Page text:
Peoria, Ill. Foster care may see upheaval over same-sex unions, Faith-based groups have filed suit over new law
Yesterday, an old friend called me from La Paz, Bolivia. He wanted to tell me about a new book that will soon be on the market called The "Poisoned Spring" of Economic Libertarianism by Angus Sibley. It is a critique of neo-liberal capitalism from the point of view of Catholic social justice teaching. The preface is by another old friend, Joe Holland, who used to work at the Center of Concern.
tI have not read it; indeed, I just discovered it. But I will read it because I could hear the pleading in my friend’s voice. He is someone who has worked with the poor of South America for decades. He cares deeply about them, and about social justice. He sees the consequences of neo-liberal capitalist policies and practices that we know only by name, policies like “free trade” or “re-structuring.”
tI’ve been thinking a lot about economic justice because the news is filled with data on unemployment, the increasing income gap and the inability of many people to afford housing. And this is in the developed world; economic conditions are far worse in the global South.
NCR columnist in the LA area June 12
The Adult Faith Enrichment Team of St. Bernardine of Siena Parish in Woodland Hills, Calif., is hosting an evening with NCR columnist Phyllis Zagano June 12.
My friend Roberta Hudlow, SL, sent me this review of My Sisters Made of Light by Jacqueline St. Joan:
This book haunts me -- I pick it up to reread sections; to revisit Nafeesa and Kulraj and the “she-lions of Punjab.” There is pain and there is beauty in it. St. Joan gives to Kulraj Singh words that fit all our stories, “Pleasure and pain are a set of robes a man must keep on wearing.”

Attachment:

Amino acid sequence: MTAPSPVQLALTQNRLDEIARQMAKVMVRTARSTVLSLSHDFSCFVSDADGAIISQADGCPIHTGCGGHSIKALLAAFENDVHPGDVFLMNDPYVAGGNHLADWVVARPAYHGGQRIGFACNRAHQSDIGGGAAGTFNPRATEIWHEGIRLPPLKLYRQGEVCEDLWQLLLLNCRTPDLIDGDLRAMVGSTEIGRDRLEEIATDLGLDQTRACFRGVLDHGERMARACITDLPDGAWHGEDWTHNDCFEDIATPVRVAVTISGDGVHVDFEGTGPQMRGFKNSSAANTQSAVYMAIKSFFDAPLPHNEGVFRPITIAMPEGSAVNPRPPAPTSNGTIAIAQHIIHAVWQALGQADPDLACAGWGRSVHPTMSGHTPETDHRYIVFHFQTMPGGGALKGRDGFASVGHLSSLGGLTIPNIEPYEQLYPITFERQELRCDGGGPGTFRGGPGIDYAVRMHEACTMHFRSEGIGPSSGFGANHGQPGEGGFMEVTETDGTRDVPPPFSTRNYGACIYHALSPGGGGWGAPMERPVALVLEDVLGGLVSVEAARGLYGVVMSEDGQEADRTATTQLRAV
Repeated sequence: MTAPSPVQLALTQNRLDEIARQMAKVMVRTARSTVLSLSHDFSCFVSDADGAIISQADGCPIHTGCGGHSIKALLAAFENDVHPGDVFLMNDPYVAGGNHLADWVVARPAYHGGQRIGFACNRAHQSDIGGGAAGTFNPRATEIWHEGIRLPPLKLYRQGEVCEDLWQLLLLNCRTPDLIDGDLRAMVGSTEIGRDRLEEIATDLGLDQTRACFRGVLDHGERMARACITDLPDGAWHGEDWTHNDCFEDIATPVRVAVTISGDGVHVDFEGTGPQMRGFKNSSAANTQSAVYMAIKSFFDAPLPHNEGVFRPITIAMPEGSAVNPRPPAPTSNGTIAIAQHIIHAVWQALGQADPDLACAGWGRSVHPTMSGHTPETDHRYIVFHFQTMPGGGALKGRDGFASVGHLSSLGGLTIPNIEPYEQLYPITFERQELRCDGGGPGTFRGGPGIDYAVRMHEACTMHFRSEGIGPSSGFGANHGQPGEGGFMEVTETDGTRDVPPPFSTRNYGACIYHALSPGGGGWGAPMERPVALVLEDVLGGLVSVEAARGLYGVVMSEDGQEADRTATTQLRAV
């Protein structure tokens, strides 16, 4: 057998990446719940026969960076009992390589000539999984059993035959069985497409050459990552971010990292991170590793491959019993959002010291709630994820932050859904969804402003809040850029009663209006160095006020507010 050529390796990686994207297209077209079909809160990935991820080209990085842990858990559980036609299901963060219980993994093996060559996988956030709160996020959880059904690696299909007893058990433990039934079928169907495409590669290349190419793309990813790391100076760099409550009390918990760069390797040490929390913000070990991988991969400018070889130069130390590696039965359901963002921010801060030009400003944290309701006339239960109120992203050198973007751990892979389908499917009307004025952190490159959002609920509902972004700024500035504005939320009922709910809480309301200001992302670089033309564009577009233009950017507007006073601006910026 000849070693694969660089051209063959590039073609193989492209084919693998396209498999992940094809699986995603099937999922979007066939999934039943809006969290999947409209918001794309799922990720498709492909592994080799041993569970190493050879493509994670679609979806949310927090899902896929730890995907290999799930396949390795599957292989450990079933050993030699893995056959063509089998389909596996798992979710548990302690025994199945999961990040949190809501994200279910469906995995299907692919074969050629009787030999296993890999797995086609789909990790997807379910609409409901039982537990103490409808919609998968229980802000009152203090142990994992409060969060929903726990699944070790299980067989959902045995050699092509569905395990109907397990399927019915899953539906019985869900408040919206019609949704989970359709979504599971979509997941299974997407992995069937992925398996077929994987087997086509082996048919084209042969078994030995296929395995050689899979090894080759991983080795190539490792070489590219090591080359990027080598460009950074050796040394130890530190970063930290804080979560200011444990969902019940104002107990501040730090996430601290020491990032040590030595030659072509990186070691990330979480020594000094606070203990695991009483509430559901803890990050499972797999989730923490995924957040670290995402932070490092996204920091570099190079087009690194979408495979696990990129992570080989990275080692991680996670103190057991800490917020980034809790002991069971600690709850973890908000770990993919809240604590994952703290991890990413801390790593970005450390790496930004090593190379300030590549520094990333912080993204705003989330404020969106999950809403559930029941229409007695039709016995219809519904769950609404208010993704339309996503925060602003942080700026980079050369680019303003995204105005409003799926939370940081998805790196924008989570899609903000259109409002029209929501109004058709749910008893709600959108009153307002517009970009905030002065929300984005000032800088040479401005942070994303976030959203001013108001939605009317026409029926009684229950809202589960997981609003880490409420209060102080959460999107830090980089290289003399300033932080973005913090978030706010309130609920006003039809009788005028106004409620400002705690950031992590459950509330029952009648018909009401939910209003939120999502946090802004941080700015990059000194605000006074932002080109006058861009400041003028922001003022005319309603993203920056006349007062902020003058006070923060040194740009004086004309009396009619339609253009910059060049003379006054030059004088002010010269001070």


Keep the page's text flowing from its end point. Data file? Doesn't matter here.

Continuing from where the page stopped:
Mainly, Adaila Prison is the stage where Baji Ajala’s story unfolds as she tells the stories of her life to a tough but curious prison director. Ajala’s stories are hard but beautifully told with the light of hope, although hope is frequently very dim.
The author’s descriptions, dialogues, and characters pull you into the story. You feel surrounded by the presence of the people of Pakistan. You also feel the anachronism of the ancient culture and the use of cell phones and the fact that one of the character’s favorite TV show is “Friends”.
As reported in the U.K.'s Catholic Herald:
The Pontifical Commission Ecclesia Dei has clarified that girls are not allowed to serve at the Extraordinary Form of the Mass.
It made clear that the Instruction on Summorum Pontificum, Universae Ecclesiae, does not permit female altar servers at the older Mass.
On this day we celebrate "the greatest Irish figure after Patrick, Columcille, prince of Clan Conaill, born in the royal enclosure of Gartan, on December 7, 521, less than ninety years after Patrick's arrival as bishop.
"Though he could have been a king, maybe even high king, Columcille chose to become a monk. His real name, Crimthann, or Fox, holds an echo of the ancient mythology, and he was probably red-haired." Page 169.
--How the Irish Saved Civilization, by Thomas Cahill, Doubleday, 1975. (Search term: fox.)
NCR Editor at Large Tom Roberts passed me this to glance at this morning. This news story is reported by Inter Press News Service, which focuses on the developing world, in this case an action in Ecuador presumably initiated by the highest of Catholic church officials.
As reported, it appears, in this instance our church leadership has decided to throw out its gospel teachings and replace them with some kind of a ultra militaristic medieval cult. To what end, I have no clue. We will have to find out more.
The story follows with a Quito, Ecuador dateline:
Catholic bishop emeritus Gonzalo López Marañón has been fasting since May 24 in a park in the Ecuadorian capital to call for peace and reconciliation in Sucumb'os, an Amazon province immersed in a conflict over the Vatican's decision to put the diocese in the hands of an ultra-conservative Catholic order.
Chicago Tribune Blog Catholic Charities right to sue state
On Monday evening my wife and I attended the black-tie Council of Fashion Designers of America (CFDA) awards ceremony held at Alice Tully Hall at Lincoln Center in New York City.
The CFDA is a not-for-profit trade association that leads industry-wide initiatives and whose membership consists of more than 370 of America’s foremost womenswear, menswear, jewelry, and accessory designers. Diane von Furstenberg, president of CFDA, hosted the evening.
The attendees walking the red carpet included many of the top people in fashion, including a bevy of Victoria's Secret super models, as well as up-and-comer designers.
The evening didn't really begin until Lady Gaga showed up, walking on 10-inch platform shoes and a revealing body suit. It was a site to behold.